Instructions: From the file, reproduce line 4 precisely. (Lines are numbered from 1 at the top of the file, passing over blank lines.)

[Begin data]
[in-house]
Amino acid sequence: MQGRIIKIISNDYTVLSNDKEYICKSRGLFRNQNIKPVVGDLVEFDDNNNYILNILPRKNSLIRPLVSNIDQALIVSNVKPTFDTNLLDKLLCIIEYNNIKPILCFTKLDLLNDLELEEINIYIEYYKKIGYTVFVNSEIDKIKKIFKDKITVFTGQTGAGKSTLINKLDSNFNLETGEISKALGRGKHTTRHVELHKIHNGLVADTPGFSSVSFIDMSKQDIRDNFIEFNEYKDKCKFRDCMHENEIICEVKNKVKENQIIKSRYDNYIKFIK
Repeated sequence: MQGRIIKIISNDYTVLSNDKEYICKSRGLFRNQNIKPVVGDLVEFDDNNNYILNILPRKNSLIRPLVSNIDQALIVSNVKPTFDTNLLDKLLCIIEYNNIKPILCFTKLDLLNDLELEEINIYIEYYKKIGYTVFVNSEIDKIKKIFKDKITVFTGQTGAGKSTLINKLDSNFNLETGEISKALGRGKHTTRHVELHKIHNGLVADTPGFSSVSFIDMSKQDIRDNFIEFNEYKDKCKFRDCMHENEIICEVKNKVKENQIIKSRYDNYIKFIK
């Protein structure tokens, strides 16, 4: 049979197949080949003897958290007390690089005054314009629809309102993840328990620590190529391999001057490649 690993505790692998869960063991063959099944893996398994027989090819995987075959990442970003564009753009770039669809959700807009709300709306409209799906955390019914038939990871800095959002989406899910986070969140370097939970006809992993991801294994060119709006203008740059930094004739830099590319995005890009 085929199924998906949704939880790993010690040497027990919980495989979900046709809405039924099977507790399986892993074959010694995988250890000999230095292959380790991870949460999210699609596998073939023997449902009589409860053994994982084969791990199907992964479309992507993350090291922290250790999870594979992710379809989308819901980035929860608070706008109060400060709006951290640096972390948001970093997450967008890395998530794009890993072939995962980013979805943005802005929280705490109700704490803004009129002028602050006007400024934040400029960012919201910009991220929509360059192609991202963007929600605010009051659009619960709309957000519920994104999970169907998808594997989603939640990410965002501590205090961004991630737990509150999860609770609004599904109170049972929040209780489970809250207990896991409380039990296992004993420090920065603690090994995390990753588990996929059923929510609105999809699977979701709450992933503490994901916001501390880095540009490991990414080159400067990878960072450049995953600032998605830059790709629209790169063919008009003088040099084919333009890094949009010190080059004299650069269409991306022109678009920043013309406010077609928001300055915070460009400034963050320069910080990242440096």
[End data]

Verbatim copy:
């Protein structure tokens, strides 16, 4: 049979197949080949003897958290007390690089005054314009629809309102993840328990620590190529391999001057490649 690993505790692998869960063991063959099944893996398994027989090819995987075959990442970003564009753009770039669809959700807009709300709306409209799906955390019914038939990871800095959002989406899910986070969140370097939970006809992993991801294994060119709006203008740059930094004739830099590319995005890009 085929199924998906949704939880790993010690040497027990919980495989979900046709809405039924099977507790399986892993074959010694995988250890000999230095292959380790991870949460999210699609596998073939023997449902009589409860053994994982084969791990199907992964479309992507993350090291922290250790999870594979992710379809989308819901980035929860608070706008109060400060709006951290640096972390948001970093997450967008890395998530794009890993072939995962980013979805943005802005929280705490109700704490803004009129002028602050006007400024934040400029960012919201910009991220929509360059192609991202963007929600605010009051659009619960709309957000519920994104999970169907998808594997989603939640990410965002501590205090961004991630737990509150999860609770609004599904109170049972929040209780489970809250207990896991409380039990296992004993420090920065603690090994995390990753588990996929059923929510609105999809699977979701709450992933503490994901916001501390880095540009490991990414080159400067990878960072450049995953600032998605830059790709629209790169063919008009003088040099084919333009890094949009010190080059004299650069269409991306022109678009920043013309406010077609928001300055915070460009400034963050320069910080990242440096």